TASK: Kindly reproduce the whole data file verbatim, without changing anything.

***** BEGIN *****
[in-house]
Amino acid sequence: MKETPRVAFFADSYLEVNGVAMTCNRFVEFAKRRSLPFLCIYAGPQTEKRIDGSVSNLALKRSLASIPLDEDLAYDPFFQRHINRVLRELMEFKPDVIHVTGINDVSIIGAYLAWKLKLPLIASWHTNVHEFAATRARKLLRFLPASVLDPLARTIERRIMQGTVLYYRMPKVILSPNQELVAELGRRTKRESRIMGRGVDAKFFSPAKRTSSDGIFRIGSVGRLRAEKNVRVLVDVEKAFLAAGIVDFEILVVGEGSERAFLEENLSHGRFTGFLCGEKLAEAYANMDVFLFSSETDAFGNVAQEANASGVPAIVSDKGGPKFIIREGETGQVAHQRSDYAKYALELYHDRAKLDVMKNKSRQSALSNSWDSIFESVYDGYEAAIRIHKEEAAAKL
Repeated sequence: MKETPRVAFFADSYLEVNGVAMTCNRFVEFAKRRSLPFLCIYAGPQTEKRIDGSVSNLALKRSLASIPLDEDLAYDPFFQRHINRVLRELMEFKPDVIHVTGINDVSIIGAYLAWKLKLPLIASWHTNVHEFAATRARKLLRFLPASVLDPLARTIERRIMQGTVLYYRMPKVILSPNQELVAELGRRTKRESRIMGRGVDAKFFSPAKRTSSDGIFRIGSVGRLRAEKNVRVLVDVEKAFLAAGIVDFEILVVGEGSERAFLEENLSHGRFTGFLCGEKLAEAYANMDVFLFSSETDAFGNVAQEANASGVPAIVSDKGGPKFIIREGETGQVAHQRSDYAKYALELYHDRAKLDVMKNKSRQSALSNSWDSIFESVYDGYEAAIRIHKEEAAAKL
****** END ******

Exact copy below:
[in-house]
Amino acid sequence: MKETPRVAFFADSYLEVNGVAMTCNRFVEFAKRRSLPFLCIYAGPQTEKRIDGSVSNLALKRSLASIPLDEDLAYDPFFQRHINRVLRELMEFKPDVIHVTGINDVSIIGAYLAWKLKLPLIASWHTNVHEFAATRARKLLRFLPASVLDPLARTIERRIMQGTVLYYRMPKVILSPNQELVAELGRRTKRESRIMGRGVDAKFFSPAKRTSSDGIFRIGSVGRLRAEKNVRVLVDVEKAFLAAGIVDFEILVVGEGSERAFLEENLSHGRFTGFLCGEKLAEAYANMDVFLFSSETDAFGNVAQEANASGVPAIVSDKGGPKFIIREGETGQVAHQRSDYAKYALELYHDRAKLDVMKNKSRQSALSNSWDSIFESVYDGYEAAIRIHKEEAAAKL
Repeated sequence: MKETPRVAFFADSYLEVNGVAMTCNRFVEFAKRRSLPFLCIYAGPQTEKRIDGSVSNLALKRSLASIPLDEDLAYDPFFQRHINRVLRELMEFKPDVIHVTGINDVSIIGAYLAWKLKLPLIASWHTNVHEFAATRARKLLRFLPASVLDPLARTIERRIMQGTVLYYRMPKVILSPNQELVAELGRRTKRESRIMGRGVDAKFFSPAKRTSSDGIFRIGSVGRLRAEKNVRVLVDVEKAFLAAGIVDFEILVVGEGSERAFLEENLSHGRFTGFLCGEKLAEAYANMDVFLFSSETDAFGNVAQEANASGVPAIVSDKGGPKFIIREGETGQVAHQRSDYAKYALELYHDRAKLDVMKNKSRQSALSNSWDSIFESVYDGYEAAIRIHKEEAAAKL